Should I judge his work and refuse to read it because of morals he held over thirty years ago, that are out of touch with modern ideals?
Or does he get a pass because he was writing in a different era?
It’s a difficult issue, isn’t it?
I ran into this wall in 2018, when Harvey Weinstein was arrested and charged with multiple counts of rape and sexual abuse. I was horrified by the stories that came tumbling out about him, revealing a man with a brutal nature.
My quandary was that he was one of the executive producers of Lord of the Rings, only my favourite movie trilogy of all time, ever. It even squeezes Star Wars out of the top spot, for me.
I actually had to sit down and think it through. Should I stop rewarding him financially with his 1.2% of the gross by refusing to consume the movies?
It isn’t as though the man had any creative influence over the movies. (Although I found out later that he did have some influence — by whispering to Peter Jackson about some actresses being “trouble”, he prevented those actresses from being considered for roles in the movies.)
Weinstein bank-rolled the trilogy, in part, but Peter Jackson resisted his creative directions, refused to squeeze the story into just two movies, and more.
When the #metoo revelations were made public, Jackson also went public with how much he had resented Weinstein’s heavy-handed meddling. An orc was created based upon Weinstein’s less than attractive visage, as a reverse homage to the man.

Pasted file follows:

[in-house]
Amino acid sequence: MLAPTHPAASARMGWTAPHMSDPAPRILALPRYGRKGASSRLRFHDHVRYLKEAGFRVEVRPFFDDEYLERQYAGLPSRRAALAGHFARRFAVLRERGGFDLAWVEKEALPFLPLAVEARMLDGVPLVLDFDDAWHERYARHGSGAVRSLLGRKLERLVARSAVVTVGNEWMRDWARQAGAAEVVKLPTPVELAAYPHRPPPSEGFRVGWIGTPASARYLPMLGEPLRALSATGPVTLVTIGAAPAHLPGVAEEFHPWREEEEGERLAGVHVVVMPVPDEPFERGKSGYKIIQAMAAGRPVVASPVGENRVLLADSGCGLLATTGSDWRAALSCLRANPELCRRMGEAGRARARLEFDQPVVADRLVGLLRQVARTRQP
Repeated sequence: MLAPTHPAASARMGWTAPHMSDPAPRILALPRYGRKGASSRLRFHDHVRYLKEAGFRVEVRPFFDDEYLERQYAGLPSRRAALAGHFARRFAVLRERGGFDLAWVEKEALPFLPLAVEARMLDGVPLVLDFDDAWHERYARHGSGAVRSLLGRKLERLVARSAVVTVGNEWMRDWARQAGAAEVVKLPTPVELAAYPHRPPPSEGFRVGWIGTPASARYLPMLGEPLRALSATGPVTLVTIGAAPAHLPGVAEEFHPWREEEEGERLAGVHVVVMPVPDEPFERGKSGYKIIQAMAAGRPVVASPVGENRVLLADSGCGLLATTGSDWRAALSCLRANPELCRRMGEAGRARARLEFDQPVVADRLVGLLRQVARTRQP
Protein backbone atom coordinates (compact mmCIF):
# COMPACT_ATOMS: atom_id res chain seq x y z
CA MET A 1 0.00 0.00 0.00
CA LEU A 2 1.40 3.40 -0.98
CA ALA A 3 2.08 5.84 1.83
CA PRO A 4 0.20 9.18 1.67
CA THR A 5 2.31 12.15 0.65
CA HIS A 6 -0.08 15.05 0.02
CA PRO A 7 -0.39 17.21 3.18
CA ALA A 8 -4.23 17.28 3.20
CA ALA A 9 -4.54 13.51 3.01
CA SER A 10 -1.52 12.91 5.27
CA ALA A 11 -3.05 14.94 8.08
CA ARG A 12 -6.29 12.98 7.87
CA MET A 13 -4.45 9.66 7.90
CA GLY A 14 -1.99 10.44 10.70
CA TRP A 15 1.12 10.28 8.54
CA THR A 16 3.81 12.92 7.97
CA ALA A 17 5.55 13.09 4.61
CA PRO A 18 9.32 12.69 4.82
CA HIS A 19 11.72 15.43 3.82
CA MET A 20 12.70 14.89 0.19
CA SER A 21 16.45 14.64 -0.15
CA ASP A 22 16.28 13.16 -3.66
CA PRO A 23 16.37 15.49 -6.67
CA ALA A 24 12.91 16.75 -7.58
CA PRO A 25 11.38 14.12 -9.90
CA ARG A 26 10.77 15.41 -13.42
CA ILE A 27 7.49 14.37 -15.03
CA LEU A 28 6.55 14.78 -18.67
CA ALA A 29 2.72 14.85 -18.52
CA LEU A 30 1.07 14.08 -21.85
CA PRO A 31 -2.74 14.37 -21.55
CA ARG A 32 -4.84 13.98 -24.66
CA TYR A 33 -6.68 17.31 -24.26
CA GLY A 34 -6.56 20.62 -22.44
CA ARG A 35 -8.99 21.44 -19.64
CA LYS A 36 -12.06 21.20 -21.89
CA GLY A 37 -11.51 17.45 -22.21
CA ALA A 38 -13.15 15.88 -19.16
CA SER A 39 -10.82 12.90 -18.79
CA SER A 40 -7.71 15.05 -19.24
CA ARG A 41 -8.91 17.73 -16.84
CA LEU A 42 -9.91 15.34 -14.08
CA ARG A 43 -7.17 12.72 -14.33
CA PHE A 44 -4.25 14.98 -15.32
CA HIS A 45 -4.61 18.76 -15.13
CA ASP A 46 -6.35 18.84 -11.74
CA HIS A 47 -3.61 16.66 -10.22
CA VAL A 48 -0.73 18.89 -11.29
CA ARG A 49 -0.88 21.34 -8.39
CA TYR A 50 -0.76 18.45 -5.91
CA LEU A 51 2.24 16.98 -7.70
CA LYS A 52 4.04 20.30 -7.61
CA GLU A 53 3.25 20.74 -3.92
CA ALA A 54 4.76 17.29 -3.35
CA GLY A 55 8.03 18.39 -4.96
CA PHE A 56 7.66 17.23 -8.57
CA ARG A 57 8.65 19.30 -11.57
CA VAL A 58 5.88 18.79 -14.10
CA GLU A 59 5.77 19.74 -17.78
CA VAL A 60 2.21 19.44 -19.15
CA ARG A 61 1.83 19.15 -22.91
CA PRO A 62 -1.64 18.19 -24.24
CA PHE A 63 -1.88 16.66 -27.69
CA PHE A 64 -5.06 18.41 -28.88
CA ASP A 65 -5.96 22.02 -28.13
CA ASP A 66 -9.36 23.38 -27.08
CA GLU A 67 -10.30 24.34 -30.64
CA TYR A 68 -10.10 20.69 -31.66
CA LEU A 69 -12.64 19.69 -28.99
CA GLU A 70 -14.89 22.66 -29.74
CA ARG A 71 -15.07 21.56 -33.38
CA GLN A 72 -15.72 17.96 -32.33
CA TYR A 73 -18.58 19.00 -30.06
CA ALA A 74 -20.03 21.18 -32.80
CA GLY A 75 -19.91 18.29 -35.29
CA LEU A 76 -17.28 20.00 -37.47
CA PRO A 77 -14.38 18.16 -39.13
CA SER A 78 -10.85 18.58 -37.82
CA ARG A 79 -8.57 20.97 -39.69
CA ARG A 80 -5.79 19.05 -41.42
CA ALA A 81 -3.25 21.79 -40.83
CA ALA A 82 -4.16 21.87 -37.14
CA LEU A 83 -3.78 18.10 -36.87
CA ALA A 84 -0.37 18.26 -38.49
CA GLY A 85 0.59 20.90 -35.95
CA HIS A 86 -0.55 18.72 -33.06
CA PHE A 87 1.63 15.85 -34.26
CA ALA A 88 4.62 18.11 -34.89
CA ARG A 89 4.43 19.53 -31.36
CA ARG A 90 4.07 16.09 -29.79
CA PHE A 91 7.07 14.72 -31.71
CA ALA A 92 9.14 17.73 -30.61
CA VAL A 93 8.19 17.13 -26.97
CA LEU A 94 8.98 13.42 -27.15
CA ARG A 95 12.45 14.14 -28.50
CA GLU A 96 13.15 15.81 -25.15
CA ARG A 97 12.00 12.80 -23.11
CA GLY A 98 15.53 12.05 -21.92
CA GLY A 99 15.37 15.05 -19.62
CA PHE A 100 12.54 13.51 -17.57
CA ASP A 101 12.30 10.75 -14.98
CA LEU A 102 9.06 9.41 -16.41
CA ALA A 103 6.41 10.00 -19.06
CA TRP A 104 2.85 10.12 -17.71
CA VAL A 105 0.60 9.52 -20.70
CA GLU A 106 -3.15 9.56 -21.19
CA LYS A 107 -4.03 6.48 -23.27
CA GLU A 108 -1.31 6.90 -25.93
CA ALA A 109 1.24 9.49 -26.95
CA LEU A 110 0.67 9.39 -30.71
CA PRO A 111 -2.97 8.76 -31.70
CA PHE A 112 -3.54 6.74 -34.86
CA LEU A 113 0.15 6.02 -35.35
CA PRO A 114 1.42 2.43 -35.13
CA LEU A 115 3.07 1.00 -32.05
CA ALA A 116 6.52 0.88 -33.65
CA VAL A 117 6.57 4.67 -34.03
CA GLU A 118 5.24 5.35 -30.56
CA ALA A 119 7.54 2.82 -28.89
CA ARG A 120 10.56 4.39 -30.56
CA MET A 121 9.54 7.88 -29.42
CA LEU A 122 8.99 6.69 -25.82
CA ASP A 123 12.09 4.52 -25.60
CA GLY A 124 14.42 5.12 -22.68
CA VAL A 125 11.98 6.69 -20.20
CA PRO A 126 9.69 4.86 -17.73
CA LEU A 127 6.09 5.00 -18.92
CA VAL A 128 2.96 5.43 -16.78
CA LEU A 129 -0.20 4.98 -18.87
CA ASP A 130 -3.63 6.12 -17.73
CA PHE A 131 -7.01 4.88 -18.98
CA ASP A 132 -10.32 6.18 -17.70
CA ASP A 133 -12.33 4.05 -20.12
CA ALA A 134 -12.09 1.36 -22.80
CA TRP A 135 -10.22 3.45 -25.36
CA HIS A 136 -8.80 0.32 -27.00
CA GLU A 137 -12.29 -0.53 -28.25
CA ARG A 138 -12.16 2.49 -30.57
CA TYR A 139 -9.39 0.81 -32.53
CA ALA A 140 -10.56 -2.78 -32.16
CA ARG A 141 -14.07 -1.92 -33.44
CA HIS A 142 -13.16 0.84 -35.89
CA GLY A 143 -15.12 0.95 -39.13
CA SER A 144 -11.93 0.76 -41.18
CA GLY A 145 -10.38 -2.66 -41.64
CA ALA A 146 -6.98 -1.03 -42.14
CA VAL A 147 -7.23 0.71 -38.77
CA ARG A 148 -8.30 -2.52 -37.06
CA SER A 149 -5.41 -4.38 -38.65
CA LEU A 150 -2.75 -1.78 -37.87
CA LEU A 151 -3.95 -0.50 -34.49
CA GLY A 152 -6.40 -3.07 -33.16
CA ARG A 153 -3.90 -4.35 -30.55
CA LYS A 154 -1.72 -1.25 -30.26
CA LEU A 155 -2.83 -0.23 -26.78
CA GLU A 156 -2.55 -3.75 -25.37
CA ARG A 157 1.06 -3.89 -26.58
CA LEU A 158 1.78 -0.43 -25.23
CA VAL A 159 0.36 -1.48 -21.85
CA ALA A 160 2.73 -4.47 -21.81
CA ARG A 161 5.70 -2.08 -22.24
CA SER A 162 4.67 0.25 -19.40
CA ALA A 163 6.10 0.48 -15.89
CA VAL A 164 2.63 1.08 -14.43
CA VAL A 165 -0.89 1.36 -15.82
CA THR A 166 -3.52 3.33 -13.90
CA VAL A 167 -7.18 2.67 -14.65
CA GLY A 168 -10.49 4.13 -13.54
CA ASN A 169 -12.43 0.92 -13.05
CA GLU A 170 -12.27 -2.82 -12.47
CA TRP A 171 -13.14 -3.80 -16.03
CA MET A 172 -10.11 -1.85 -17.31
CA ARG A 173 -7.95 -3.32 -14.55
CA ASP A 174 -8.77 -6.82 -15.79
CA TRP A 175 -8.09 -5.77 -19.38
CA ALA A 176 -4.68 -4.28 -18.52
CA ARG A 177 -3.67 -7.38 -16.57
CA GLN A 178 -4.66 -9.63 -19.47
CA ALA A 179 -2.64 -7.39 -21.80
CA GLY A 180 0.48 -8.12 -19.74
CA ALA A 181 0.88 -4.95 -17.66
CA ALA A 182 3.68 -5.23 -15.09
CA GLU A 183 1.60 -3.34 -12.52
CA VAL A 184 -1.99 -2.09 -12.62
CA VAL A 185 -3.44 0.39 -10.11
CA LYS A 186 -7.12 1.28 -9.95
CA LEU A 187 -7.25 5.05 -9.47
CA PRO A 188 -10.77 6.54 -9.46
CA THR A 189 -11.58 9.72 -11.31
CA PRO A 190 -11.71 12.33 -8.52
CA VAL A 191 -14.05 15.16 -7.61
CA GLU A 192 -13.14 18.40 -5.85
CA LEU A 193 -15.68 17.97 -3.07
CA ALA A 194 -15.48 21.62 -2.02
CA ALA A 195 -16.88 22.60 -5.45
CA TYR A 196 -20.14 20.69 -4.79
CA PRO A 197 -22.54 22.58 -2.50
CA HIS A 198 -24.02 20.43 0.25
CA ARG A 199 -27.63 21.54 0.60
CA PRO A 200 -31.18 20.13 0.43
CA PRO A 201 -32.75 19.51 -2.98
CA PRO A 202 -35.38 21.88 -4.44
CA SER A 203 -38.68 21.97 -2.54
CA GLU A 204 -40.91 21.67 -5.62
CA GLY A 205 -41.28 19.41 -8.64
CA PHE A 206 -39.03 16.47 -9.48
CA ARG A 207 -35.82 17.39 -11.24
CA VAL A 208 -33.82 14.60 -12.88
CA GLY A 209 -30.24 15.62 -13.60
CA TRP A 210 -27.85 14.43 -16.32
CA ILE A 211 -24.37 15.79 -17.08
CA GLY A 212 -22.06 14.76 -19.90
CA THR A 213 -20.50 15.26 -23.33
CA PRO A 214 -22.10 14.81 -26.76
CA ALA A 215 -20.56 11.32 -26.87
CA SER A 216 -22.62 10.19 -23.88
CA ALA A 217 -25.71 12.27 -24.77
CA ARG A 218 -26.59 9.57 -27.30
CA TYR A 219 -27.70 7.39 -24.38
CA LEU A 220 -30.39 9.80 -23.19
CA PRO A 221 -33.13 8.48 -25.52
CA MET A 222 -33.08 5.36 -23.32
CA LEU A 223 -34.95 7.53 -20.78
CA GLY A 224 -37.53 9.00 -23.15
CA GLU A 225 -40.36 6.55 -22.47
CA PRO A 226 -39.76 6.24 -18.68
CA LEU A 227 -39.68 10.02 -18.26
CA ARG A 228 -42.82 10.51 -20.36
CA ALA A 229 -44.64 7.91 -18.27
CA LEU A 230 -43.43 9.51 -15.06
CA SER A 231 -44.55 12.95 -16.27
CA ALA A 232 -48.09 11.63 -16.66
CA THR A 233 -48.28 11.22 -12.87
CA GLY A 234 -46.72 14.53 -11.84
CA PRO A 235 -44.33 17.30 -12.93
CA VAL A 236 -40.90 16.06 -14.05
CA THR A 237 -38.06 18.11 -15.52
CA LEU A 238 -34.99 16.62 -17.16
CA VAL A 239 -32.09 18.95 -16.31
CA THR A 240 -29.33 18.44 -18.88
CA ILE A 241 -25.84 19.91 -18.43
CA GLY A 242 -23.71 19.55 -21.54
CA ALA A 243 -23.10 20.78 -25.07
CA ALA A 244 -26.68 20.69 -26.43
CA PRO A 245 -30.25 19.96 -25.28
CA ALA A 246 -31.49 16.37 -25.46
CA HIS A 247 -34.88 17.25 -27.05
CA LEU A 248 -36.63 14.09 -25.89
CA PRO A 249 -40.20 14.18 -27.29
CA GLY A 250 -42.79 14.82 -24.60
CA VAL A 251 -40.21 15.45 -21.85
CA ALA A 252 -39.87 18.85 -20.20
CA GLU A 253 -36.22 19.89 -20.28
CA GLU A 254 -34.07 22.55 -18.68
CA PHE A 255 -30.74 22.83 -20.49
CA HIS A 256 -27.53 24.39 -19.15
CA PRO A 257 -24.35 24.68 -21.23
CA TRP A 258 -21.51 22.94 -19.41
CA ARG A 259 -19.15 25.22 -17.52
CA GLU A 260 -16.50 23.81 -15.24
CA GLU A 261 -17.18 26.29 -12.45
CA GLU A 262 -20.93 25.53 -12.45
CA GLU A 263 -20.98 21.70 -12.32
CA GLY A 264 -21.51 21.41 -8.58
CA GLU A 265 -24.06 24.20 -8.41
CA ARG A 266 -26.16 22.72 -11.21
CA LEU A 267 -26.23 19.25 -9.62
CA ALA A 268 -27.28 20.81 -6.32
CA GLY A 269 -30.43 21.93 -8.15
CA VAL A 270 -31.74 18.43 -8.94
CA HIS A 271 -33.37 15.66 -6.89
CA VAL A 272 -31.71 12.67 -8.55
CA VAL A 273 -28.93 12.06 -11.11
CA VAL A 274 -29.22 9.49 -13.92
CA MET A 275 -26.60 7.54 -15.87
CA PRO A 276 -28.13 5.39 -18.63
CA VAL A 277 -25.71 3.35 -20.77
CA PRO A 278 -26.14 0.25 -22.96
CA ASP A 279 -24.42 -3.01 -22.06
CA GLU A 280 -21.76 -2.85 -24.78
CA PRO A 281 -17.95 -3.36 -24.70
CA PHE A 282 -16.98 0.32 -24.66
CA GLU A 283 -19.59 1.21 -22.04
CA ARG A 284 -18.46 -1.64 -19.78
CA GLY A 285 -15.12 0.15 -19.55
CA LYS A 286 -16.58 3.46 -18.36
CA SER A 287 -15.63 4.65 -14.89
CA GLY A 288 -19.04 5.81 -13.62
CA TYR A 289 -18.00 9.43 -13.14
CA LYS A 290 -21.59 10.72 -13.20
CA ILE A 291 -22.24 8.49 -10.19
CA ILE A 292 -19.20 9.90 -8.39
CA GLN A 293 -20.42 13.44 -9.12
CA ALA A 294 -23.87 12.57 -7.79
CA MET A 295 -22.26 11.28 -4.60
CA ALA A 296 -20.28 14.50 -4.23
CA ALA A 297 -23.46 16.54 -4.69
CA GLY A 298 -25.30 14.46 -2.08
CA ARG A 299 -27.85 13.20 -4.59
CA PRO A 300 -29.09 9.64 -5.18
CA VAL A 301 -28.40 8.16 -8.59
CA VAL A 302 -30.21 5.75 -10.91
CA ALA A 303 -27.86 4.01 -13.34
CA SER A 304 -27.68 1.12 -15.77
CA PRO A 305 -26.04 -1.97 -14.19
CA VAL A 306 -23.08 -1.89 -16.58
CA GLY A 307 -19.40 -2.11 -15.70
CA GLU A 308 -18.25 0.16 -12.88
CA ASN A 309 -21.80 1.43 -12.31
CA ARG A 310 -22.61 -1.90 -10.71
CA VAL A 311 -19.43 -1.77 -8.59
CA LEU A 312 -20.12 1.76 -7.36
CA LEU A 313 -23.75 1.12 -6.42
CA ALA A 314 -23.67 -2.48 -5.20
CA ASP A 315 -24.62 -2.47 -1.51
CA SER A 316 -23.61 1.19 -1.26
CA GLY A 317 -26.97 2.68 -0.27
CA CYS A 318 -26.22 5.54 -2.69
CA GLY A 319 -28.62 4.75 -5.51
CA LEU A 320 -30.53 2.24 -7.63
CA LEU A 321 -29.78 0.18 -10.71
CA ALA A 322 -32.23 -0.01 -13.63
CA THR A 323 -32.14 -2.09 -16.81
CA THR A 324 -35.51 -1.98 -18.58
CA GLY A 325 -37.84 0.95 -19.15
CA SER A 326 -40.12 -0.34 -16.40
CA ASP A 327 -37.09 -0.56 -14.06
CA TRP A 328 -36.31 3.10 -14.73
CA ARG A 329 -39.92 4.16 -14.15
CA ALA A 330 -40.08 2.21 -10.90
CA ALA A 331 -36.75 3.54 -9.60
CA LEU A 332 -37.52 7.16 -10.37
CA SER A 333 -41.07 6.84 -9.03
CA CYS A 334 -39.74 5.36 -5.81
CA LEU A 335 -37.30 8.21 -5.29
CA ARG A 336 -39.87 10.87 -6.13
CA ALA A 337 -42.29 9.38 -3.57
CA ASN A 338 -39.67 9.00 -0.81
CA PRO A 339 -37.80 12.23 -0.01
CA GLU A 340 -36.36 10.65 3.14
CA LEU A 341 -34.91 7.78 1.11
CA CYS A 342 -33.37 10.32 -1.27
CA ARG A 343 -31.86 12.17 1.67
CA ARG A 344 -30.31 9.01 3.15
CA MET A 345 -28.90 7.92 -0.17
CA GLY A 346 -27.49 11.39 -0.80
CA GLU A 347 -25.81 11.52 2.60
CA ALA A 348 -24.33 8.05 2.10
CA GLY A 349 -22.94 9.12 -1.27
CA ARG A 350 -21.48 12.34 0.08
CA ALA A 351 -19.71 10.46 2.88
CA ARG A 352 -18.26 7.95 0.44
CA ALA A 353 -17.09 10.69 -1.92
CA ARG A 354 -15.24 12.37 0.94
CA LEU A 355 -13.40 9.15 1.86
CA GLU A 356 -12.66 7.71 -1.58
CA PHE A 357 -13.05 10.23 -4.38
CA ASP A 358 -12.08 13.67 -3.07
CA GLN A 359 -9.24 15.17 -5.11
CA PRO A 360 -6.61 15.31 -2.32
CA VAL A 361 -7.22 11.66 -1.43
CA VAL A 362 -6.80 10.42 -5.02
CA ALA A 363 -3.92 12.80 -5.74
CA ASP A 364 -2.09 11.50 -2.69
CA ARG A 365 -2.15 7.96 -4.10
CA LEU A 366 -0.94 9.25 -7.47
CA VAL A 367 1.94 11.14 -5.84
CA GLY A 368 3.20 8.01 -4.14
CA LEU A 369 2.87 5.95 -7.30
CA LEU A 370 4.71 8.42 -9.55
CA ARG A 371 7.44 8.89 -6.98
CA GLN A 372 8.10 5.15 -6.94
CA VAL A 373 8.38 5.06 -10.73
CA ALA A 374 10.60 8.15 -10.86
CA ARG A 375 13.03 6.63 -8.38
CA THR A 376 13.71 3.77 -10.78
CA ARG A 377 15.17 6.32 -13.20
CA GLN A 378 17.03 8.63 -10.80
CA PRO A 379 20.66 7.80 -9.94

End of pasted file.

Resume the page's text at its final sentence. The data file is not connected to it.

And in the final credits at the end of the third movie, while everyone else got line drawings of happy events in the movie, Weinstein got dark orcs in the background:
So does that make it okay to watch the movies, knowing that Weinstein’s influence was minimal?
And do I replace my nearly-dead CD set with a newly remastered set and put more pennies in the man’s pocket?
I still haven’t come to a decision about this.
I still watch the movies every Christmas, and will likely continue to do so, simply because the story has had such a huge impact to my writing career. But buying a new copy of the movies…well, I just don’t know.
There are no easy answers
I suspect that for me, and for you, a judgment call will need to be made on a case by case basis. And how I judge and decide could be completely different to where you end up.
I simply stopped reading Marion Zimmer Bradley altogether.
Bagley, I approach on a book by book basis, and proceed with caution. I’ll probably never read Flyaway again, nor the follow up book that featured the same hero, Windfall. The hero is not a hero in my eyes, anymore.
I’ll have to get back to you about Lord of the Rings, because I’m still trying to sort that one out. Plus, do I stop consuming any Miramax movie? Weinstein had far more creative input into the movies his production company bankrolled, than he managed to wield over Lord of the Rings (thank goodness!).
Where do I draw the line?
Where do any of us draw the line? Should we even be holding the personal flaws of creatives up for judgment at all?
You tell me.